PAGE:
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Ship recycling debate over beaching rages on in regulatory vacuum

Ship recycling debate over beaching rages on in regulatory vacuum
Methods ship-recycling remain a major area of controversy for shipowners as the ratification of the Hong Kong Convention continues to be an elusive goal.

Anne Steffensen, ceo of the Danish Shipowners Association, stated: “It is just not good enough that France, Norway and Congo have ratified the Hong Kong Convention. I am not very proud that Denmark has not ratified yet.”

Steffensen was speaking at the opening of a Sustainable Shipping forum held at the DSA in Copenhagen. Speaking from a shipowner perspective Thomas Martinussen, head of legal for Clipper Group said, “We are very much looking forward to the Hong Kong Convention being ratified as it will level the playing field and make the responsibilities of the shipowner clearer.”

Emilien Gasc, policy officer at the DG Environment, European Commission, said the EU started developing its own regulations after the “prospect of having the Hong Kong Convention ratified pushed ever further into the future”. The EU is drawing up a list of recycling yards that meet European standards as part of its regulations and the first publication of the list is set for the end of 2016.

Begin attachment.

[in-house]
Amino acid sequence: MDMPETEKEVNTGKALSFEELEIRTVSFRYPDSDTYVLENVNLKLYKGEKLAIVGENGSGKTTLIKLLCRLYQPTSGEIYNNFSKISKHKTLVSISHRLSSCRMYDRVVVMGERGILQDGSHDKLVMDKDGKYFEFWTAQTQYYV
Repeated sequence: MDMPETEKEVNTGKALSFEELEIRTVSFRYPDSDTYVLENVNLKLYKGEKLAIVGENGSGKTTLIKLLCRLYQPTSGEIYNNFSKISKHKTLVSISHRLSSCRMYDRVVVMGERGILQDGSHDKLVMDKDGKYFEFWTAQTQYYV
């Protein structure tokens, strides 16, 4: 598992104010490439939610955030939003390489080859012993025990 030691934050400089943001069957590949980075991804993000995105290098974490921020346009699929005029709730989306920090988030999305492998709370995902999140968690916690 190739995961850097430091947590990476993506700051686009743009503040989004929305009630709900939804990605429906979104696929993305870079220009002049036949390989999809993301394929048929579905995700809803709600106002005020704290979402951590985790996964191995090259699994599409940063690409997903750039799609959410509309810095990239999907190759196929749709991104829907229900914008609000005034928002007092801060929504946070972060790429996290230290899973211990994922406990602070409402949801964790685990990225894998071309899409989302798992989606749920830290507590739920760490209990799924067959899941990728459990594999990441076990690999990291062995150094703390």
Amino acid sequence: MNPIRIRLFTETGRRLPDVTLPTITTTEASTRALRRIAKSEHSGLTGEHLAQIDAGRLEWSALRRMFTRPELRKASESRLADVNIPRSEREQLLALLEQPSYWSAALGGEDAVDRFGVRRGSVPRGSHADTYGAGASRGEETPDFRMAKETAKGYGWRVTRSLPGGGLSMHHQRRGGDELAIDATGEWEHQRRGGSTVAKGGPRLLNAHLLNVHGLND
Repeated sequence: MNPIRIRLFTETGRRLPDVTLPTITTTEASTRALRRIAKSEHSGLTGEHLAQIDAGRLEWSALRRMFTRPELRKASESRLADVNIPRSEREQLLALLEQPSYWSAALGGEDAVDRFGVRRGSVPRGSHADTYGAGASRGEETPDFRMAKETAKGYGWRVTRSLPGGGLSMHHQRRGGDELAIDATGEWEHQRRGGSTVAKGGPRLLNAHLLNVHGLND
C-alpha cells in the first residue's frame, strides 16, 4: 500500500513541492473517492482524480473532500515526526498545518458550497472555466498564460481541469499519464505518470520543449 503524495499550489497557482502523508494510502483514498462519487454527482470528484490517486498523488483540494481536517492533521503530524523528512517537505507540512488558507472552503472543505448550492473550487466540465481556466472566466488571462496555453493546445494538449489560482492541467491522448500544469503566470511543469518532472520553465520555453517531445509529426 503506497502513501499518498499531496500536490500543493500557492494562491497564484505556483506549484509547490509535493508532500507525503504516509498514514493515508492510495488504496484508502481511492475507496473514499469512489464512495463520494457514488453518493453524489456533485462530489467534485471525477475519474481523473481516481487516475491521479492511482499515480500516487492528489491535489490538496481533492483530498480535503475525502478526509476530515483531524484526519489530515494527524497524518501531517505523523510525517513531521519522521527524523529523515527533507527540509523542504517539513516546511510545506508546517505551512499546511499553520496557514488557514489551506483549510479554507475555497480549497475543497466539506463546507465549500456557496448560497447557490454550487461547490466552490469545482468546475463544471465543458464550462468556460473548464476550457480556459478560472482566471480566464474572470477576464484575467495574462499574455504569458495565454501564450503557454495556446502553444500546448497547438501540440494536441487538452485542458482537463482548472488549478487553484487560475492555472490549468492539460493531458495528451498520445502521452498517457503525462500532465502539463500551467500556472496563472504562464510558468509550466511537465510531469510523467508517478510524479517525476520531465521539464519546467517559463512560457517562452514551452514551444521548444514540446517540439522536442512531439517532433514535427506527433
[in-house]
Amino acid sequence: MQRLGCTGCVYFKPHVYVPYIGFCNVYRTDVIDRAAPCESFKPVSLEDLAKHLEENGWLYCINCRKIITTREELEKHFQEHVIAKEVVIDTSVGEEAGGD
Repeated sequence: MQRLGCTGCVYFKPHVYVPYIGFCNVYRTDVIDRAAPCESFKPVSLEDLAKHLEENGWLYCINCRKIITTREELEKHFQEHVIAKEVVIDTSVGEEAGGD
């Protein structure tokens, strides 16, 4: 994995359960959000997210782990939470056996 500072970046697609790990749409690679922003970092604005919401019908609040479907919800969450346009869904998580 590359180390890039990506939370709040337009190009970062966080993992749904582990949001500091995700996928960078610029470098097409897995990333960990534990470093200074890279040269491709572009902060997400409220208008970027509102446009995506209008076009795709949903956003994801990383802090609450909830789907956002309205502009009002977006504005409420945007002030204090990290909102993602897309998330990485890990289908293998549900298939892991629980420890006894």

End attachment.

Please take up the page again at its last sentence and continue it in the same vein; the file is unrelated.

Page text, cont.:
Of specific area of controversy is the beaching method used by shipbreaking yards in Alang, India.

Last week ClassNK certified two yards in Alang for ship recycling in compliance with the standards if the Hong Kong Convention, and two more are seeking certifications. Ingvild Jenssen, founder of NGO Shipbreaking Platform, noted, “The two yards are calling themselves beaching facilities, but inter-tidal landing facilities.” She said they were asking ClassNK what improvements the yards had undergone.

“It will be important for us if these facilities can make it onto the EU list,” Jenssen added.

Commenting on yards in Alang in general Gasc from the EU said, “In our view it is not impossible for such facilities to make it on to the list,” but the did face major issues. “The moment of truth is if/when they apply.”

NGO Shipbreaking Platform has been strongly against the beaching method, and backed a recent move by the Norwegian Shipowners Association (NSA) to reject the method, and would like to see the DSA following suit.

DSA Director Maria Bruun Skipper, responded that, “In an ideal world we would like to recommend only using yards on the EU list.” But added that we were not in an ideal world and such a move would result in a lot of re-flagging. “We’d rather work from the bottom up to improve conditions.”

Clipper had experience of recycling a vessel at a yard in Alang using the beaching method, but taking active role in the process.

“We believe it is important you do not lump all the yards together as there huge differences in the yards at Alang,” he said.

“It is our hope we had a small but positive impact.”